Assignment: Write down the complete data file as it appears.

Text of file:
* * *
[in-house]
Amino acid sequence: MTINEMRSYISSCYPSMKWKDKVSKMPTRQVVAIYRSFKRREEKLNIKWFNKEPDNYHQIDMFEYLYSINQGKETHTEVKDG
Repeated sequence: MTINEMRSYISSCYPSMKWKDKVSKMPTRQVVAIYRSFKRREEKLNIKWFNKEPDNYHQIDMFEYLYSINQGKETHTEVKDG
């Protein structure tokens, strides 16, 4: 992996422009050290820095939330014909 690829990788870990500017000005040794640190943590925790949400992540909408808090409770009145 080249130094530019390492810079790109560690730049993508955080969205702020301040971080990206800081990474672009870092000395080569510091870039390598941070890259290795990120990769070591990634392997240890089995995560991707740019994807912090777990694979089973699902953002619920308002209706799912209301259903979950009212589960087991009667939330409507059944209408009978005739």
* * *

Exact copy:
[in-house]
Amino acid sequence: MTINEMRSYISSCYPSMKWKDKVSKMPTRQVVAIYRSFKRREEKLNIKWFNKEPDNYHQIDMFEYLYSINQGKETHTEVKDG
Repeated sequence: MTINEMRSYISSCYPSMKWKDKVSKMPTRQVVAIYRSFKRREEKLNIKWFNKEPDNYHQIDMFEYLYSINQGKETHTEVKDG
């Protein structure tokens, strides 16, 4: 992996422009050290820095939330014909 690829990788870990500017000005040794640190943590925790949400992540909408808090409770009145 080249130094530019390492810079790109560690730049993508955080969205702020301040971080990206800081990474672009870092000395080569510091870039390598941070890259290795990120990769070591990634392997240890089995995560991707740019994807912090777990694979089973699902953002619920308002209706799912209301259903979950009212589960087991009667939330409507059944209408009978005739």